prostatecancerSurvey results, released this week for World Pancreatic Cancer Day, have shown that 64% of people in the UK say they ‘know almost nothing’ about pancreatic cancer.

Despite being the fifth most common cancer killer in the UK in 2012, pancreatic cancer ranked bottom in terms of ‘how much people thought they knew’ compared to other cancers, which included: breast, lung, skin, prostate, ovarian and colon cancer. In the UK almost 8,800 people are diagnosed each year with pancreatic cancer, 3 and relative survival rates are amongst the lowest of all cancers in England with only 18.1% of patients diagnosed with the disease surviving for one year after diagnosis.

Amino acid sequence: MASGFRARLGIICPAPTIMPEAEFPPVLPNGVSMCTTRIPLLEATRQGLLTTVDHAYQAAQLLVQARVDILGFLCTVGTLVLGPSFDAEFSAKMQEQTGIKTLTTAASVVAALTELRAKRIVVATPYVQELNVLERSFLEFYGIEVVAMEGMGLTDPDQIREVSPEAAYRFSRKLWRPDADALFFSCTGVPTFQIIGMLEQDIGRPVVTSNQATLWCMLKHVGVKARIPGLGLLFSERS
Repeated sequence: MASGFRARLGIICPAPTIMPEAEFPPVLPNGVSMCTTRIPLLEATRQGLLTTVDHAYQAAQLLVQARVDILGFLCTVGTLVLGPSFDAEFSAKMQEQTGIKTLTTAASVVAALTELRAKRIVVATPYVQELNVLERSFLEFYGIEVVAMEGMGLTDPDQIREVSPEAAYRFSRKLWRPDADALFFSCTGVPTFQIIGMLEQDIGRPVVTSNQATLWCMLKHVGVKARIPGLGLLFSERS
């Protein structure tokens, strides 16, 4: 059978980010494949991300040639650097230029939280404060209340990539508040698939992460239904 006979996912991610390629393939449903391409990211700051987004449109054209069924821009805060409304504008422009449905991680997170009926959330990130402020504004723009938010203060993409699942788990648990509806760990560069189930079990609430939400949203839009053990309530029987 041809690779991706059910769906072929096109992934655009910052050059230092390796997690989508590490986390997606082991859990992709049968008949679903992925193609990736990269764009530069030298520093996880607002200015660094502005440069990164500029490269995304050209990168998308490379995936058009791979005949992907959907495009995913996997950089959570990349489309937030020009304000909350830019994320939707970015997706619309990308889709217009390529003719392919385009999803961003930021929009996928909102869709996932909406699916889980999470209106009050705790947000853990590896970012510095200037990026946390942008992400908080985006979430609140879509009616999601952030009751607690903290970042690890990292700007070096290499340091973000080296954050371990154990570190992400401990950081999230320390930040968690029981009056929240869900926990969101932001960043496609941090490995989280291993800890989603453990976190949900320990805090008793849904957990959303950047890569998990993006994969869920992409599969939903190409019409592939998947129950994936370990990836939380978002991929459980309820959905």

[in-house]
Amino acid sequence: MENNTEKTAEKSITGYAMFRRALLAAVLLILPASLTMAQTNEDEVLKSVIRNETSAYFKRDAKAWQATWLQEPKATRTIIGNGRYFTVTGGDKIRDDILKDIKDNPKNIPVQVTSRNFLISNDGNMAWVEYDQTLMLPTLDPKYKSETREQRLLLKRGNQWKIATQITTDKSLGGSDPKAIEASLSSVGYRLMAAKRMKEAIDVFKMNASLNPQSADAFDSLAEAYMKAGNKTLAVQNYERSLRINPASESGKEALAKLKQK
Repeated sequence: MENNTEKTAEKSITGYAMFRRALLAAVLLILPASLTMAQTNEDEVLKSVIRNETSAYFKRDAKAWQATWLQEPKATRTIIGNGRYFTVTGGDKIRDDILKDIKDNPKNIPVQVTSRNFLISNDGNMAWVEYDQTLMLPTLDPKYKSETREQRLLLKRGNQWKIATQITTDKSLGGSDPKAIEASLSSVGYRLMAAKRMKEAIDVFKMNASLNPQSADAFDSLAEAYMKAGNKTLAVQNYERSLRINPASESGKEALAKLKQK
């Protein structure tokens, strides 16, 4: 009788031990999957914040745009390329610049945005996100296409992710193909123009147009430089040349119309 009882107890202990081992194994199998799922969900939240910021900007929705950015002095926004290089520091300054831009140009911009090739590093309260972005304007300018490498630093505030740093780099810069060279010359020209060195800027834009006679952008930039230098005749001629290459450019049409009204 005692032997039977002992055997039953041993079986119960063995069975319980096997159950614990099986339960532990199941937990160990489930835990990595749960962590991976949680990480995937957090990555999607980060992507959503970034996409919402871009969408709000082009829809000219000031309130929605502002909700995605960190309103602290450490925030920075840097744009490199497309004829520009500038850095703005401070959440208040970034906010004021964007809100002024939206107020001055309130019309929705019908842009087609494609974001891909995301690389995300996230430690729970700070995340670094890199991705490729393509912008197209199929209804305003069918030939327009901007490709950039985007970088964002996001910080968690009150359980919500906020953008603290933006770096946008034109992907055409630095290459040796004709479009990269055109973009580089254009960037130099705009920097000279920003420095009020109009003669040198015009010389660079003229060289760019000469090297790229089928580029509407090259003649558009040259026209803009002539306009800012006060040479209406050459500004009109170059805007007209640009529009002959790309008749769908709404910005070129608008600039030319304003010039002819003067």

Ms Alex Ford, Chief Executive of Pancreatic Cancer UK, said: "This survey confirms that there is an urgent need within the UK to raise awareness about pancreatic cancer – particularly as pancreatic cancer is set to overtake breast cancer as the 4th leading cancer killer by 2030. However, this survey also highlights the fact that this is not just a UK problem but also a global one. This is why we have teamed up with advocacy groups across the world, including Europe, Australia, South America and North America to create World Pancreatic Cancer Day in order to try and raise awareness of the disease, its symptoms, potential causes and the need for early diagnosis.”

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